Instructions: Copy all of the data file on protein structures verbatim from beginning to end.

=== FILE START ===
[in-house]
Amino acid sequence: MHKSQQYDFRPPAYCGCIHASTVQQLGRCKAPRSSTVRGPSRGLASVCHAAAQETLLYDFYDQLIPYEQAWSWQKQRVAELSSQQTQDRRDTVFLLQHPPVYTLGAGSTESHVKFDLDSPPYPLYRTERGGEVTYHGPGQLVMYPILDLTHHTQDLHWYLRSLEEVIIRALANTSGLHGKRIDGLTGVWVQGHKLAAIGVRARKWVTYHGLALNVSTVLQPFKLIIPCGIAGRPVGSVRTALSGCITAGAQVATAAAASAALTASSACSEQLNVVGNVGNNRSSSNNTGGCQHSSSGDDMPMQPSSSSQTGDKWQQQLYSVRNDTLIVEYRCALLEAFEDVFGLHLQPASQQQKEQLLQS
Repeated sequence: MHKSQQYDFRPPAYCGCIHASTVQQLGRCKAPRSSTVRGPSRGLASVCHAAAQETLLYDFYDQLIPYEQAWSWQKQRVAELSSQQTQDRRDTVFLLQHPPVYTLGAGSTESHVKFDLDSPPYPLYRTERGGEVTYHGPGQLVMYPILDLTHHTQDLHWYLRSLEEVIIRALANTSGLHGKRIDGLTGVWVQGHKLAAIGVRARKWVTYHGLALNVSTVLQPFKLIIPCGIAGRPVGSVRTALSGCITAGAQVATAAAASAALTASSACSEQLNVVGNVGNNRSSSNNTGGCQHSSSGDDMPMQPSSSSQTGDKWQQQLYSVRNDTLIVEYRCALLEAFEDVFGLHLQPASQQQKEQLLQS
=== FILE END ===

[in-house]
Amino acid sequence: MHKSQQYDFRPPAYCGCIHASTVQQLGRCKAPRSSTVRGPSRGLASVCHAAAQETLLYDFYDQLIPYEQAWSWQKQRVAELSSQQTQDRRDTVFLLQHPPVYTLGAGSTESHVKFDLDSPPYPLYRTERGGEVTYHGPGQLVMYPILDLTHHTQDLHWYLRSLEEVIIRALANTSGLHGKRIDGLTGVWVQGHKLAAIGVRARKWVTYHGLALNVSTVLQPFKLIIPCGIAGRPVGSVRTALSGCITAGAQVATAAAASAALTASSACSEQLNVVGNVGNNRSSSNNTGGCQHSSSGDDMPMQPSSSSQTGDKWQQQLYSVRNDTLIVEYRCALLEAFEDVFGLHLQPASQQQKEQLLQS
Repeated sequence: MHKSQQYDFRPPAYCGCIHASTVQQLGRCKAPRSSTVRGPSRGLASVCHAAAQETLLYDFYDQLIPYEQAWSWQKQRVAELSSQQTQDRRDTVFLLQHPPVYTLGAGSTESHVKFDLDSPPYPLYRTERGGEVTYHGPGQLVMYPILDLTHHTQDLHWYLRSLEEVIIRALANTSGLHGKRIDGLTGVWVQGHKLAAIGVRARKWVTYHGLALNVSTVLQPFKLIIPCGIAGRPVGSVRTALSGCITAGAQVATAAAASAALTASSACSEQLNVVGNVGNNRSSSNNTGGCQHSSSGDDMPMQPSSSSQTGDKWQQQLYSVRNDTLIVEYRCALLEAFEDVFGLHLQPASQQQKEQLLQS